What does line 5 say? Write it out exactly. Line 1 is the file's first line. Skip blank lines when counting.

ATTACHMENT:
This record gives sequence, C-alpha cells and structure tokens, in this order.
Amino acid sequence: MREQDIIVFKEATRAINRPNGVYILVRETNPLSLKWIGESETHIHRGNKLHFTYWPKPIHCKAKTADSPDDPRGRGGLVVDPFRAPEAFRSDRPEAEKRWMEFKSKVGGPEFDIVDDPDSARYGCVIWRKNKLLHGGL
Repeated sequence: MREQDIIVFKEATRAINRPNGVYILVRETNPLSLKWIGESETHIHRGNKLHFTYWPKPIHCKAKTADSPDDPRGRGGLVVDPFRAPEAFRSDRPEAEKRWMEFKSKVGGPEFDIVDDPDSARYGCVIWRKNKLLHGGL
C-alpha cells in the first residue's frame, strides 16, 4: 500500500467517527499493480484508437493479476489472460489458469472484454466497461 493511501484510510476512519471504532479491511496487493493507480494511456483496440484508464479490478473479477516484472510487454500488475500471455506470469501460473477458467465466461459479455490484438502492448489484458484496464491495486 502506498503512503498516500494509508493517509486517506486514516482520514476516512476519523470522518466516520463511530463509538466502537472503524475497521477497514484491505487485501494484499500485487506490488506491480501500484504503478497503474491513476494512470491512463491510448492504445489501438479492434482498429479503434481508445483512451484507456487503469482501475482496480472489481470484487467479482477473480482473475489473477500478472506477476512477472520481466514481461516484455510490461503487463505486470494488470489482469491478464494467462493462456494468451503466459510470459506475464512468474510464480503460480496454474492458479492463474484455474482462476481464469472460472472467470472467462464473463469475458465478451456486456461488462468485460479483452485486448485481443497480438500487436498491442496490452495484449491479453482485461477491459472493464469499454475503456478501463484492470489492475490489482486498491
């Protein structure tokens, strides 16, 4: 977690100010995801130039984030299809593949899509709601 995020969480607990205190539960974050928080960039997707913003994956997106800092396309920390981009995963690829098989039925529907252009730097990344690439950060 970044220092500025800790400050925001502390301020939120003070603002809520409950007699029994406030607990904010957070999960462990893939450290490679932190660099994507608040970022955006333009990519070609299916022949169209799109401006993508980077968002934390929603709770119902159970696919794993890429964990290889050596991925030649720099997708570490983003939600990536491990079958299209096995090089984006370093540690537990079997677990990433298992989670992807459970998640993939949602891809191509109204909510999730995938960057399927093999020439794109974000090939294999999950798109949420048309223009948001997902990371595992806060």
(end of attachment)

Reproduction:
């Protein structure tokens, strides 16, 4: 977690100010995801130039984030299809593949899509709601 995020969480607990205190539960974050928080960039997707913003994956997106800092396309920390981009995963690829098989039925529907252009730097990344690439950060 970044220092500025800790400050925001502390301020939120003070603002809520409950007699029994406030607990904010957070999960462990893939450290490679932190660099994507608040970022955006333009990519070609299916022949169209799109401006993508980077968002934390929603709770119902159970696919794993890429964990290889050596991925030649720099997708570490983003939600990536491990079958299209096995090089984006370093540690537990079997677990990433298992989670992807459970998640993939949602891809191509109204909510999730995938960057399927093999020439794109974000090939294999999950798109949420048309223009948001997902990371595992806060």